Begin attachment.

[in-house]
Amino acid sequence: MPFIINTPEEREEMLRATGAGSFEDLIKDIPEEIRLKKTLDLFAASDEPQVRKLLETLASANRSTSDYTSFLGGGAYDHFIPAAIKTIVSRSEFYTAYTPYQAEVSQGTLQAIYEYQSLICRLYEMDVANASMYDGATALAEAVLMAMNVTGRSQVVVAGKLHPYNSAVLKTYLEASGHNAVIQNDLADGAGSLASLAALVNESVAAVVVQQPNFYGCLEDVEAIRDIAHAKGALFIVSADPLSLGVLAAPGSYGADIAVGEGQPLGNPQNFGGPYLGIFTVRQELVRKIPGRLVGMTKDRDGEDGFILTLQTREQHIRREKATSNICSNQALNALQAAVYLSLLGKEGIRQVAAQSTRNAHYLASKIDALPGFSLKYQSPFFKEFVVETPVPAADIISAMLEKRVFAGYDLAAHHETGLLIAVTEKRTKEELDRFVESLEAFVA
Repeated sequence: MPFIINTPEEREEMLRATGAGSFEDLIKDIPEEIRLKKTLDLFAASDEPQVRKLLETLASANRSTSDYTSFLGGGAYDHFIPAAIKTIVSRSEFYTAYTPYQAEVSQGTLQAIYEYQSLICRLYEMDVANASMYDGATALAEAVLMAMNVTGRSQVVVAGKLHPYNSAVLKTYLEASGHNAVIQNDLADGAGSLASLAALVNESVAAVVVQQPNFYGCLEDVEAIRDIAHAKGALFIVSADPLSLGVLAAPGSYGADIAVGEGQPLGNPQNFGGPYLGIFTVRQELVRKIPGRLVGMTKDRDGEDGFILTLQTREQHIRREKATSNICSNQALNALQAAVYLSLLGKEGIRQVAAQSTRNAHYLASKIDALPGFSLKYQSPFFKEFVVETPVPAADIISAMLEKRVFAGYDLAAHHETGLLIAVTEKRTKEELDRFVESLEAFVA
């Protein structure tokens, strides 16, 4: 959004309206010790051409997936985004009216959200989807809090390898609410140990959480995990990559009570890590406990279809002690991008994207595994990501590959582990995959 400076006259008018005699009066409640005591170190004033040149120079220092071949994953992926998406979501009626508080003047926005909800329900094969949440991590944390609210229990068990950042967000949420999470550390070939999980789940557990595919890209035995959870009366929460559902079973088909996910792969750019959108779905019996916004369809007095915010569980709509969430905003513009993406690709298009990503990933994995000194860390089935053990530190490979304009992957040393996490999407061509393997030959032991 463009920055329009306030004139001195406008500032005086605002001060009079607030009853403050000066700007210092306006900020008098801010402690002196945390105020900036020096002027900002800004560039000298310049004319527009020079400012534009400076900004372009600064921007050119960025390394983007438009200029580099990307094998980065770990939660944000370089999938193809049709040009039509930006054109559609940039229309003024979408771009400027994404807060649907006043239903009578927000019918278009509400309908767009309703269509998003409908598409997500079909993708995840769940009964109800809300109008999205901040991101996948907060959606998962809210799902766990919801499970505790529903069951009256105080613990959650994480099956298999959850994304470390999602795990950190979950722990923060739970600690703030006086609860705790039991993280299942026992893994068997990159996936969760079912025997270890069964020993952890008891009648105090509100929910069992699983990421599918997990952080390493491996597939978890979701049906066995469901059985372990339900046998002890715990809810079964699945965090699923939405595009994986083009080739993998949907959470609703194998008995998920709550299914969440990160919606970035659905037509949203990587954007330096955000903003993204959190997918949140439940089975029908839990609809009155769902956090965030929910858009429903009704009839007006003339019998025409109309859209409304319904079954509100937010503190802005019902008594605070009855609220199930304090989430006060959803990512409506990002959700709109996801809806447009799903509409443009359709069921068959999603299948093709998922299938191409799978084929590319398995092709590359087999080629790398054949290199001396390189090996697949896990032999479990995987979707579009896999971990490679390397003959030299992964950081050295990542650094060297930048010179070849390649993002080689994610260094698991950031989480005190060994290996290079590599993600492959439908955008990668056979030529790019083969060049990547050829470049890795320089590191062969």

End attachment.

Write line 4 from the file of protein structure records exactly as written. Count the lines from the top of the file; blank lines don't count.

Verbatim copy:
């Protein structure tokens, strides 16, 4: 959004309206010790051409997936985004009216959200989807809090390898609410140990959480995990990559009570890590406990279809002690991008994207595994990501590959582990995959 400076006259008018005699009066409640005591170190004033040149120079220092071949994953992926998406979501009626508080003047926005909800329900094969949440991590944390609210229990068990950042967000949420999470550390070939999980789940557990595919890209035995959870009366929460559902079973088909996910792969750019959108779905019996916004369809007095915010569980709509969430905003513009993406690709298009990503990933994995000194860390089935053990530190490979304009992957040393996490999407061509393997030959032991 463009920055329009306030004139001195406008500032005086605002001060009079607030009853403050000066700007210092306006900020008098801010402690002196945390105020900036020096002027900002800004560039000298310049004319527009020079400012534009400076900004372009600064921007050119960025390394983007438009200029580099990307094998980065770990939660944000370089999938193809049709040009039509930006054109559609940039229309003024979408771009400027994404807060649907006043239903009578927000019918278009509400309908767009309703269509998003409908598409997500079909993708995840769940009964109800809300109008999205901040991101996948907060959606998962809210799902766990919801499970505790529903069951009256105080613990959650994480099956298999959850994304470390999602795990950190979950722990923060739970600690703030006086609860705790039991993280299942026992893994068997990159996936969760079912025997270890069964020993952890008891009648105090509100929910069992699983990421599918997990952080390493491996597939978890979701049906066995469901059985372990339900046998002890715990809810079964699945965090699923939405595009994986083009080739993998949907959470609703194998008995998920709550299914969440990160919606970035659905037509949203990587954007330096955000903003993204959190997918949140439940089975029908839990609809009155769902956090965030929910858009429903009704009839007006003339019998025409109309859209409304319904079954509100937010503190802005019902008594605070009855609220199930304090989430006060959803990512409506990002959700709109996801809806447009799903509409443009359709069921068959999603299948093709998922299938191409799978084929590319398995092709590359087999080629790398054949290199001396390189090996697949896990032999479990995987979707579009896999971990490679390397003959030299992964950081050295990542650094060297930048010179070849390649993002080689994610260094698991950031989480005190060994290996290079590599993600492959439908955008990668056979030529790019083969060049990547050829470049890795320089590191062969």